Clinical Observation
August 10/24, 1998

Group B Streptococcal Necrotizing Fasciitis and Streptococcal Toxic Shock–Like Syndrome in Adults

Author Affiliations

From the Department of Microbiology and Division of Infectious Disease, Sir Mortimer B. Davis–Jewish General Hospital, McGill University, Montreal, Quebec (Drs Gardam and Miller); the Department of Microbiology and the Division of Infectious Disease, Mount Sinai Hospital, University of Toronto, Toronto, Ontario (Dr Low); and the Division of Infectious Disease, Ottawa Civic Hospital, University of Ottawa, Ottawa, Ontario (Dr Saginur).


Copyright 1998 American Medical Association. All Rights Reserved. Applicable FARS/DFARS Restrictions Apply to Government Use.1998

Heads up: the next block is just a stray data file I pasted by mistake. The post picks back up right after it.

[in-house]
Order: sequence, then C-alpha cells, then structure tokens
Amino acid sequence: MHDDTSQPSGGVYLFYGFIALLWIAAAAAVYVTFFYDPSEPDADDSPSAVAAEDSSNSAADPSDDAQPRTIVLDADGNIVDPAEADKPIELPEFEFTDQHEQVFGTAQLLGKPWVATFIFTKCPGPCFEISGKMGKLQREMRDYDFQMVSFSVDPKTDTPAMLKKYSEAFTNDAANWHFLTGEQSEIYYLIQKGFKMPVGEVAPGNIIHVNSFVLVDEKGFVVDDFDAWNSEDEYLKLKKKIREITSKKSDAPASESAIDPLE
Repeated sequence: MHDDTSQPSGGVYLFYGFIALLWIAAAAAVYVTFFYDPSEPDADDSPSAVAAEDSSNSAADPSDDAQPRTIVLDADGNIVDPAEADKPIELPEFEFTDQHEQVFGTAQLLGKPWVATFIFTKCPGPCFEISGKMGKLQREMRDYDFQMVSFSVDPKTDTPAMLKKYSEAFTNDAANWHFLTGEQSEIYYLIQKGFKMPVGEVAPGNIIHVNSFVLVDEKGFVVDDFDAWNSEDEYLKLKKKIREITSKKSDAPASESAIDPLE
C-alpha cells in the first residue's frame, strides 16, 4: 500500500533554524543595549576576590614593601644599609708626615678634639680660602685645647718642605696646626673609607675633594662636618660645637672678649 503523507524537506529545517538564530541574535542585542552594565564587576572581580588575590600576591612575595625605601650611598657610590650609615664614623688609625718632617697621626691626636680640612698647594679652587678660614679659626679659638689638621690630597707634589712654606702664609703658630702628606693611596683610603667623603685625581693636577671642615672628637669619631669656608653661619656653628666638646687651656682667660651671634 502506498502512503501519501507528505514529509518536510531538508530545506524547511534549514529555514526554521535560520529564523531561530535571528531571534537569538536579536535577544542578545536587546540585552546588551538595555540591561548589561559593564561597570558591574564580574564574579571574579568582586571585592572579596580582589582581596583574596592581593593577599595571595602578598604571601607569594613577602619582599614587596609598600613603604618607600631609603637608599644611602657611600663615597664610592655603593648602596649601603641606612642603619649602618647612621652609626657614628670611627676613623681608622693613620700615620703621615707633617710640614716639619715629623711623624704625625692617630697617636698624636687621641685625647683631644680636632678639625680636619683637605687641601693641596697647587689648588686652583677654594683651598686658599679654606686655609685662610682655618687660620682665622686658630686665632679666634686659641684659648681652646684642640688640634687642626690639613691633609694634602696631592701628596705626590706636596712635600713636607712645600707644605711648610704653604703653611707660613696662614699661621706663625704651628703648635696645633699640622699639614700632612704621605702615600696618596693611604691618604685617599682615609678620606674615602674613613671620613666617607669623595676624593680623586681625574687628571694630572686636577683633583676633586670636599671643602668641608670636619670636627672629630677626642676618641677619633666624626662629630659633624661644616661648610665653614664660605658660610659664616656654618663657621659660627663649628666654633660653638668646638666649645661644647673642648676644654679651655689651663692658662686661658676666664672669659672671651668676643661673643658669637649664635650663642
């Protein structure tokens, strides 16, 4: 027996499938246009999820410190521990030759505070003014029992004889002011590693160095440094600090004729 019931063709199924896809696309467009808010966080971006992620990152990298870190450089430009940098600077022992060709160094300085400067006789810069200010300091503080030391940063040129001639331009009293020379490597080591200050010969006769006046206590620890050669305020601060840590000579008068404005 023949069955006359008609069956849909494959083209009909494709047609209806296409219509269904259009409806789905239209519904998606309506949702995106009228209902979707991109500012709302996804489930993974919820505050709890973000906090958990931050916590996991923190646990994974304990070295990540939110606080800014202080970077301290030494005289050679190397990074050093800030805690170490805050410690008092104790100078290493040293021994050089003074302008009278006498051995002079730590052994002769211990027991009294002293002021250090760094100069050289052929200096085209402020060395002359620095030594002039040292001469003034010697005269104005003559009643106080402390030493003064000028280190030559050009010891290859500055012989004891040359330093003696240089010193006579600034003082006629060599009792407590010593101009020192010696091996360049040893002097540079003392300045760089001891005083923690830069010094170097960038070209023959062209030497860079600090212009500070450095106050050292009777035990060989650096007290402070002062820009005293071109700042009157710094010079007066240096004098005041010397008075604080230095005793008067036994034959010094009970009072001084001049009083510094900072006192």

Arch Intern Med. 1998;158(15):1704-1708. doi:10.1001/archinte.158.15.1704

Necrotizing fasciitis, which is a severe and uncommon infection involving the subcutaneous tissues, is usually caused by group A streptococci. To our knowledge, however, group B streptococci (Streptococcus agalactiae) have been reported to cause necrotizing fasciitis in only 4 instances (2 involving neonates) over the past 4 decades. We report 3 cases of group B streptococcal necrotizing fasciitis in adults that occurred in southern Ontario and Quebec within a 10-month period. All 3 patients had significant underlying illness, and all required surgical debridement in addition to antibiotic therapy. One of the cases fulfilled the criteria for streptococcal toxic shock–like syndrome. Group B streptococcus has been recognized as a frequent cause of serious disease in adults. It has become evident over the past decade that invasive streptococcal infections are on the increase. We speculate that group B streptococcus has recently acquired an increased ability to cause necrotizing fasciitis and suggest that this may represent the emergence of a new clinical syndrome in adults.